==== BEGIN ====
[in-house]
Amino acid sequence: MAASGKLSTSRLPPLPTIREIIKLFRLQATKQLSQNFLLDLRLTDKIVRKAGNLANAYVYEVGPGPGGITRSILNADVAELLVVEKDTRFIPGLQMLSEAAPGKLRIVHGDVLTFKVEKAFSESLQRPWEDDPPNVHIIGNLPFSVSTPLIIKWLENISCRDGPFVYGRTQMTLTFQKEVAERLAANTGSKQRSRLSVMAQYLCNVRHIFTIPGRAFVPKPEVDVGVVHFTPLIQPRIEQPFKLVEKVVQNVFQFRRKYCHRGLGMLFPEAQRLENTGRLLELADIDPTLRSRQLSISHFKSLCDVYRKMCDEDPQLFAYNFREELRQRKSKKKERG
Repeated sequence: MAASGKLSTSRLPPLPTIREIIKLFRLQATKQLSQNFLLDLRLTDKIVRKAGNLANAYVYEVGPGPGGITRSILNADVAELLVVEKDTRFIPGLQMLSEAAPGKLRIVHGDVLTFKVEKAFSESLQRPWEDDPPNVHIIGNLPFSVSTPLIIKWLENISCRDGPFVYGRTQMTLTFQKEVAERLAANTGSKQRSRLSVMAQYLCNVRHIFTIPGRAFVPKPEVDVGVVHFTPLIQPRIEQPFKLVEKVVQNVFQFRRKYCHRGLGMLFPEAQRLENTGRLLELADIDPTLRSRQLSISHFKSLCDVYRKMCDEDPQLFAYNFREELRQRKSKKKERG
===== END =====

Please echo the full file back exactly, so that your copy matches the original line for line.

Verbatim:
[in-house]
Amino acid sequence: MAASGKLSTSRLPPLPTIREIIKLFRLQATKQLSQNFLLDLRLTDKIVRKAGNLANAYVYEVGPGPGGITRSILNADVAELLVVEKDTRFIPGLQMLSEAAPGKLRIVHGDVLTFKVEKAFSESLQRPWEDDPPNVHIIGNLPFSVSTPLIIKWLENISCRDGPFVYGRTQMTLTFQKEVAERLAANTGSKQRSRLSVMAQYLCNVRHIFTIPGRAFVPKPEVDVGVVHFTPLIQPRIEQPFKLVEKVVQNVFQFRRKYCHRGLGMLFPEAQRLENTGRLLELADIDPTLRSRQLSISHFKSLCDVYRKMCDEDPQLFAYNFREELRQRKSKKKERG
Repeated sequence: MAASGKLSTSRLPPLPTIREIIKLFRLQATKQLSQNFLLDLRLTDKIVRKAGNLANAYVYEVGPGPGGITRSILNADVAELLVVEKDTRFIPGLQMLSEAAPGKLRIVHGDVLTFKVEKAFSESLQRPWEDDPPNVHIIGNLPFSVSTPLIIKWLENISCRDGPFVYGRTQMTLTFQKEVAERLAANTGSKQRSRLSVMAQYLCNVRHIFTIPGRAFVPKPEVDVGVVHFTPLIQPRIEQPFKLVEKVVQNVFQFRRKYCHRGLGMLFPEAQRLENTGRLLELADIDPTLRSRQLSISHFKSLCDVYRKMCDEDPQLFAYNFREELRQRKSKKKERG